May 12th

3 Common Pitfalls of Trust Planning

How to avoid the downsides of an estate plan

Many considerations are at play when creating an estate plan. Parents and grandparents often want to make sure family members are taken care of, while simultaneously enacting their own vision for the family legacy and goals for their estate. However, sometimes those decisions might benefit from a different viewpoint. That’s when Whittier Trust client advisors step in to point out potential unintended downsides of trust planning so that the patriarch and/or matriarch of a family can make more informed decisions for their family’s future. Here, Dave G. Covell, Jr., senior vice president and client advisor at Whittier Trust, outlines a few common pitfalls of trust planning and alternative ways to address them. 

Appointing one child as trustee over another.

Parents might be inclined to make the more responsible or eldest child the trustee of their estate. However, this can create a rift between siblings. The parent has elevated one child over the other(s). This can create conflict and evoke emotional reactions (“Mom/Dad always liked you best!”) from the others(s). Conflict can occur where the trustee sibling doesn’t approve of his or her siblings’ spending habits and denies trust payments to them, which can then have a trickle-down effect on the grandkids if their families become estranged. As a result, “I would advise anyone creating an estate plan to have an independent party like Whittier or a trusted non-family member serving as the trustee, as there is too much downside to having one child making financial decisions over another child in the family,” Covell says.

He notes that not treating everyone the same, including a scenario where one child receives a trust and another does not, will likely have a ripple effect on the family down the road. He explains, “Typically, parents want kids to get together and be a family. So, it’s our job to raise a hand and say, ‘These choices are going to create problems. But if you want do things unequally, let’s see how best to approach it in your estate plan.’”

Creating a trust that does not include spouses. 

Parents often want to make sure that if their married kids get divorced or pass away, their assets don’t end up going to the non-family-member spouse. “If, say, their son or daughter passes away, leaving a surviving spouse and child(ren), there can be unintended consequences if the spouse isn’t provided for. If all the trust money goes directly to the grandkids, it can complicate the relationship between their mother or father, whoever is the non-family-member spouse, and their kids,” says Covell. He advises that there are ways to plan for these circumstances to maintain good family harmony. One way to provide for a non-family member spouse is to require the spouse to be married and living in the same household at the time of the family member spouse’s death. Another option is to give the family member spouse the power to appoint all or a portion of the net income to the non-family spouse.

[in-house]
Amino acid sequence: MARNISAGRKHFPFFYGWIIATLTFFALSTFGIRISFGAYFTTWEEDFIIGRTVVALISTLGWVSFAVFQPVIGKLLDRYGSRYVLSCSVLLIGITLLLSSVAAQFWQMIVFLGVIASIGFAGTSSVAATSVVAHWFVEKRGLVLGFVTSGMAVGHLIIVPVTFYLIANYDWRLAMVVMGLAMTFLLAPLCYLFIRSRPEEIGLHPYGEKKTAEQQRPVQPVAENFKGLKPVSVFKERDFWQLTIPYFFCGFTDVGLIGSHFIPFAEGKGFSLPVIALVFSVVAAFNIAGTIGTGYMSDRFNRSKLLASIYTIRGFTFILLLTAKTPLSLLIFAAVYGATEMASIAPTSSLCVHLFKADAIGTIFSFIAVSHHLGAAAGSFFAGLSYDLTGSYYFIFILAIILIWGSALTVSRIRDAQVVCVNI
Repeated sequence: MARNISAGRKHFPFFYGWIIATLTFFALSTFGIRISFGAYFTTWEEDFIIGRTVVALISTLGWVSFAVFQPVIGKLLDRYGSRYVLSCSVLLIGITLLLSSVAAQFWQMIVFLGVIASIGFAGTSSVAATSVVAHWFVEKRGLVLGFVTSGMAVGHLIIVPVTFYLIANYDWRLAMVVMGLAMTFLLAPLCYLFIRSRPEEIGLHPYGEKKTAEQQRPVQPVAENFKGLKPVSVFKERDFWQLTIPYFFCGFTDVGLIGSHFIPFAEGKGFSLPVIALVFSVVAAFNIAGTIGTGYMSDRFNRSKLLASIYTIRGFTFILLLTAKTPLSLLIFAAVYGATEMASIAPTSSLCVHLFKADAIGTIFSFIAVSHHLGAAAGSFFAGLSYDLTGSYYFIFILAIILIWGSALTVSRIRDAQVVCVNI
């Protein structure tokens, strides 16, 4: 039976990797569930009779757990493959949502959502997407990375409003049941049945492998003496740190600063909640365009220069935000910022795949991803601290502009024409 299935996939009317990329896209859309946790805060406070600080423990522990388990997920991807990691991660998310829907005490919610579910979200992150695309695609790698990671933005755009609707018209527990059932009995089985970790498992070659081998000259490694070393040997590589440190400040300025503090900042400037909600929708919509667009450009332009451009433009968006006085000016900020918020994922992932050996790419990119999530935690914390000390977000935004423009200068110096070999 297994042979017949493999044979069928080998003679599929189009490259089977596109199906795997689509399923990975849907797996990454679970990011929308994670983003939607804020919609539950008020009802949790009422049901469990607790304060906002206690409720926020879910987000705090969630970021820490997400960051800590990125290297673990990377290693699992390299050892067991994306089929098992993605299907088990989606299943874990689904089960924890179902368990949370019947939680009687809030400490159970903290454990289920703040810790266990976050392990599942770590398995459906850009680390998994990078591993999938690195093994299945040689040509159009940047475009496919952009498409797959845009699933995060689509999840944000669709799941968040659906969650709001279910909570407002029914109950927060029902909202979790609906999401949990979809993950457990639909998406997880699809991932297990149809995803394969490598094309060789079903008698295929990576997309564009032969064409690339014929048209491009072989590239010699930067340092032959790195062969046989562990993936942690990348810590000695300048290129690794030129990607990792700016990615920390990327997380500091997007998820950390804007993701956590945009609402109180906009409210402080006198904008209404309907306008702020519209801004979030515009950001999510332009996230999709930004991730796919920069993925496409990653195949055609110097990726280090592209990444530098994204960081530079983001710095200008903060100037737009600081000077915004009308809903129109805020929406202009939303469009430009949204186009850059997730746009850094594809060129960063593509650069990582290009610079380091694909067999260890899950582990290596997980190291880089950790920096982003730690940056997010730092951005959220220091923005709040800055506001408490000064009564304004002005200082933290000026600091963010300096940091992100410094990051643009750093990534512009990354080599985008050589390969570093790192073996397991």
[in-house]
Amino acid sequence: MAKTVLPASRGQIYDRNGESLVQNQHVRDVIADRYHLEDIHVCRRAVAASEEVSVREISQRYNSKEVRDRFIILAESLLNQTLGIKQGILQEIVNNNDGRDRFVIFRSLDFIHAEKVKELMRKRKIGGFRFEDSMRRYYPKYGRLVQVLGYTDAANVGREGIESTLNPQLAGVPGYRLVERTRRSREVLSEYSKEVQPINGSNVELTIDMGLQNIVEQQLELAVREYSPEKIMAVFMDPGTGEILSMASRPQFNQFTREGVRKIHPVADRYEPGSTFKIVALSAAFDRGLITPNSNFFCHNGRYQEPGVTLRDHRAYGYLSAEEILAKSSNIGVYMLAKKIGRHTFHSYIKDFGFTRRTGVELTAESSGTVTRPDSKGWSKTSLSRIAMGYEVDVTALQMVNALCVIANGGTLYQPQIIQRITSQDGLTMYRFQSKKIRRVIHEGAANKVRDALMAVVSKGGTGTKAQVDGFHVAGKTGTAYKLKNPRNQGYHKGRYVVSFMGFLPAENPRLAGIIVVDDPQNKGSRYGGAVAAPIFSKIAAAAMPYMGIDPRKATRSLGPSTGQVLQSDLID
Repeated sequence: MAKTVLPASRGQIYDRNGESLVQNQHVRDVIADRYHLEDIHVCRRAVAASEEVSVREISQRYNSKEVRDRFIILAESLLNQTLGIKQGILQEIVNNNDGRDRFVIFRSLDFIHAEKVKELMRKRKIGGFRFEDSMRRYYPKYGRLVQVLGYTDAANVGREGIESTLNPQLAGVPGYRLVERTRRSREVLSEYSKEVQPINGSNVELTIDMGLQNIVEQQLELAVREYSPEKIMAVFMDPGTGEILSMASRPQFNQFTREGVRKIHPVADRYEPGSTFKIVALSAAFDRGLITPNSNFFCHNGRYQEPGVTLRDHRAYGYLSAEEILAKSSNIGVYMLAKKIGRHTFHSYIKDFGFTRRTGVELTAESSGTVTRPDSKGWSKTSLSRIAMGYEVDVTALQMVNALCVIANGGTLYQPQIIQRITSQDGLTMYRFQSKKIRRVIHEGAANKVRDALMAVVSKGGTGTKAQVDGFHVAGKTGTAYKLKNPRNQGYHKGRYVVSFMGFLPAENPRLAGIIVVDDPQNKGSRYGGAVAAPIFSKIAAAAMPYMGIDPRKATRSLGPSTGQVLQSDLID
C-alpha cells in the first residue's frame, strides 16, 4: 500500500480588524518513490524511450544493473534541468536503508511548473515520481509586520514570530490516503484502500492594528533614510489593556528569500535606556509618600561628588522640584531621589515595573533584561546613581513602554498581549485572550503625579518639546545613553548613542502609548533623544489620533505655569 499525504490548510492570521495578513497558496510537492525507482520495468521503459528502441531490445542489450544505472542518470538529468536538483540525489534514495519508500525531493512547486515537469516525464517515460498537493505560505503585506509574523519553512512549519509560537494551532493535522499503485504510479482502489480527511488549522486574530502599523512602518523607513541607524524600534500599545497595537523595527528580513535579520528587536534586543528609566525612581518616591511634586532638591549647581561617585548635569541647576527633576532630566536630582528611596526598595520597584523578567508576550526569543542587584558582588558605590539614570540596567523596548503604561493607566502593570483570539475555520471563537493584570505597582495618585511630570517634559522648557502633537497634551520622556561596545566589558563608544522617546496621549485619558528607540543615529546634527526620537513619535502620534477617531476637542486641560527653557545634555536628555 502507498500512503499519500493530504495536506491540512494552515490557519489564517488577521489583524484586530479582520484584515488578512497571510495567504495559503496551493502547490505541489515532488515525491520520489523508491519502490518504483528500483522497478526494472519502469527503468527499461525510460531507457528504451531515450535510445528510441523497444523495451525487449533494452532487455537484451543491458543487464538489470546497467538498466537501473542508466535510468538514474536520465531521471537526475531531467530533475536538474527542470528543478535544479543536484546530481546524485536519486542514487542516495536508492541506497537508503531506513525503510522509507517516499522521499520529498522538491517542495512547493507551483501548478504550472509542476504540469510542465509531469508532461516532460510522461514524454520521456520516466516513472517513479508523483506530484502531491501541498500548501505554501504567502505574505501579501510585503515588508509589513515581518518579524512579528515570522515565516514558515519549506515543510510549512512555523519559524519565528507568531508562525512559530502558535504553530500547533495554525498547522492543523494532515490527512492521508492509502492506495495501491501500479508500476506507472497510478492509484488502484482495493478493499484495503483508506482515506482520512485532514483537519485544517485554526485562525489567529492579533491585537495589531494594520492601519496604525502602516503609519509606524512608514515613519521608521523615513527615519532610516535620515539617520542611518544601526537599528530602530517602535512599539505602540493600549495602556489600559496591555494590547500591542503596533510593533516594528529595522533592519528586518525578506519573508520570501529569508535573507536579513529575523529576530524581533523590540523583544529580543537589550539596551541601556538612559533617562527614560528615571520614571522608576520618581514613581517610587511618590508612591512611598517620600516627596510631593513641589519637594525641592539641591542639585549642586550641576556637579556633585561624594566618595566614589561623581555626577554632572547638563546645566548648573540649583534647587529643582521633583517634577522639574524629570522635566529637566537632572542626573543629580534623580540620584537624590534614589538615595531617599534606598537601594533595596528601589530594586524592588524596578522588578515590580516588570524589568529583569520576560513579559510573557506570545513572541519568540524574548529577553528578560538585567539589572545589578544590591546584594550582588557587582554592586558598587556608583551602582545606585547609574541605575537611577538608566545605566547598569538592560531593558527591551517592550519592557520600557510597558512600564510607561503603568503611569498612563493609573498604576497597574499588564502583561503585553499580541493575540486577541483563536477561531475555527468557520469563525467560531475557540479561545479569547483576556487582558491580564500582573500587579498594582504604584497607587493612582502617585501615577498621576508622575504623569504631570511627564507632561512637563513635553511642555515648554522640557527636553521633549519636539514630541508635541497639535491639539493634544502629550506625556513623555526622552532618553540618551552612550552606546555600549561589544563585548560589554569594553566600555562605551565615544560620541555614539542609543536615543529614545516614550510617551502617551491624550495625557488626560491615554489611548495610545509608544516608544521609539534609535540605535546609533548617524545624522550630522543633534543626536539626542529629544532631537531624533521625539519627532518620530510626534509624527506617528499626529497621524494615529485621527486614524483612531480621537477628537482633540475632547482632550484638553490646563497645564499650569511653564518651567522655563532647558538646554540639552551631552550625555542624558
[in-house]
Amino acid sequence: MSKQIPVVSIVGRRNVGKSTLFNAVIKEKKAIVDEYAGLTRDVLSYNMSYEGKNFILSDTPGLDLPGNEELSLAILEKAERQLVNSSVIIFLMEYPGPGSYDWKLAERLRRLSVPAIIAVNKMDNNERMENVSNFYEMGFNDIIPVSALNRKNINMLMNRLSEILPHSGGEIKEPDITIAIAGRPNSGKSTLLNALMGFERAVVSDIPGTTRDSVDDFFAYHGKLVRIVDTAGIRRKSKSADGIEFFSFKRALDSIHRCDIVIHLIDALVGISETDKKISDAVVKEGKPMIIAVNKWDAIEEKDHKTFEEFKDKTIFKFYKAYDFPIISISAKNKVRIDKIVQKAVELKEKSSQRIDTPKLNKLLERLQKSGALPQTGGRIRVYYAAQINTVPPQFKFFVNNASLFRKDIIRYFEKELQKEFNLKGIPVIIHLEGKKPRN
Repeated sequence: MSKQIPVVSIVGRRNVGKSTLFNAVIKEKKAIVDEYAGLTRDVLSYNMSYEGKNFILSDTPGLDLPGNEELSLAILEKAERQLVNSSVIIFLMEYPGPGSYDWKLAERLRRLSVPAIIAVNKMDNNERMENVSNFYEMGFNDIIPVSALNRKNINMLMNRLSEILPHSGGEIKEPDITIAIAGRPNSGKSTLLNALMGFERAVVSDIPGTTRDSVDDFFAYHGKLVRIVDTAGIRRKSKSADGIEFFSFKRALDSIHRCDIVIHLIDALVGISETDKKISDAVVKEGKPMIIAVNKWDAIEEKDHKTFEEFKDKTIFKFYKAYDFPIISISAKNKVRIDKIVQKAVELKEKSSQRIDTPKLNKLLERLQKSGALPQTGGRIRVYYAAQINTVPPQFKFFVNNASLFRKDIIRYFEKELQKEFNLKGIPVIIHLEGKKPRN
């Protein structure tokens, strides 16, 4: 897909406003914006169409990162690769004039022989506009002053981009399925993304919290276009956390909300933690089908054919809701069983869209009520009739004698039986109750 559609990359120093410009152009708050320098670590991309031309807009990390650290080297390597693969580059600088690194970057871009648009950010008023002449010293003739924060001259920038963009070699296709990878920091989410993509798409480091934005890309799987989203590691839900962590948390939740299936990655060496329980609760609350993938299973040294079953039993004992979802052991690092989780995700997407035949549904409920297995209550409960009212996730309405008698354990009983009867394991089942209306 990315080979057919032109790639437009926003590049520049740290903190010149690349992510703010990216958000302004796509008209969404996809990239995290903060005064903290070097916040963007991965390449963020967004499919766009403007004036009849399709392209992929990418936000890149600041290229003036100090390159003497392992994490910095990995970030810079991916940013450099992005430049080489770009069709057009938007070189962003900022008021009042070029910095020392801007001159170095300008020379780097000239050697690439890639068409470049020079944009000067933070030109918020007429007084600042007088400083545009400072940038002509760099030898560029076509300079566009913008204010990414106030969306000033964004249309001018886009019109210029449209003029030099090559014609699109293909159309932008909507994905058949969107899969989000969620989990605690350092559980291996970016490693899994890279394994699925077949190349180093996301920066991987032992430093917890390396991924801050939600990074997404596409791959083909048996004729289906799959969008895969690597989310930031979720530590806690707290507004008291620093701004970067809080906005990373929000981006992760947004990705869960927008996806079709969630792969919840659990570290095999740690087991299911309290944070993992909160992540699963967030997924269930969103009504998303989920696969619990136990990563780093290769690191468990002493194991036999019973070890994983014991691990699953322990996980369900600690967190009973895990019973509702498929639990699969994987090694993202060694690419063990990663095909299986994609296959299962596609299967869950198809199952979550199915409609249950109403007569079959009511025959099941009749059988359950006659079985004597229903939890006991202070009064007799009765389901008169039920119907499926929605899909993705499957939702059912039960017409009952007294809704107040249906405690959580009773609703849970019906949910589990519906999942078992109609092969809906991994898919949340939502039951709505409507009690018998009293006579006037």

Setting up uber-limiting clauses in a trust.

Parents might want something specific for their children and insert a clause into the estate plan that may be potentially unattainable or shortsighted. For instance, parents might want their children to become high earners and set a financial incentive such that if they earn $100K per year, they’ll get a $100K match from their trust. “At Whittier, we would advise against that because it doesn’t take into account other scenarios, such as having a profession like a public service job that is less lucrative yet highly rewarding to the child personally and to their community,” says Covell. He offers the example of a client who could afford to accept a fulfilling, yet lower-paying teaching job because she was the beneficiary of a trust that greatly supplemented her annual income. Likewise, Covell says to beware of tight restrictions posed around education because one might not know how a child  or grandchild is going to develop—instead of college, they might opt for a vocational school, or there might be a developmental issue that requires alternative options to traditional higher education down the road. “Creating the flexibility to adjust to  future unknowns is indicative of a well written trust,” he notes. 

Additionally, parents might want to leave a property that is near and dear to their hearts and want it to stay in the family.  An example of legacy properties might be a cabin or family ranch. If the beneficiaries don’t live on or near it, don’t have the wealth of the parents to maintain it or aren’t interested in taking it over, the parents might need to rethink how it is written into their estate plan. “Parents might need to set aside funds for that property’s maintenance and hire a manager or others to oversee the property long-term. It might mean their kids get less of their other assets if that’s a focus for them,” Covell says.

While the wishes outlined in the estate plan are up to the parent or grandparent creating it, a professional estate plan advisor can help offer guidance to ensure the longevity of family legacy and avoidance of unnecessary conflict for the best outcome possible. 

1. Appointing one child as trustee over another.


2. Creating a trust that does not include spouses.


3. Setting up uber-limiting clauses in a trust.



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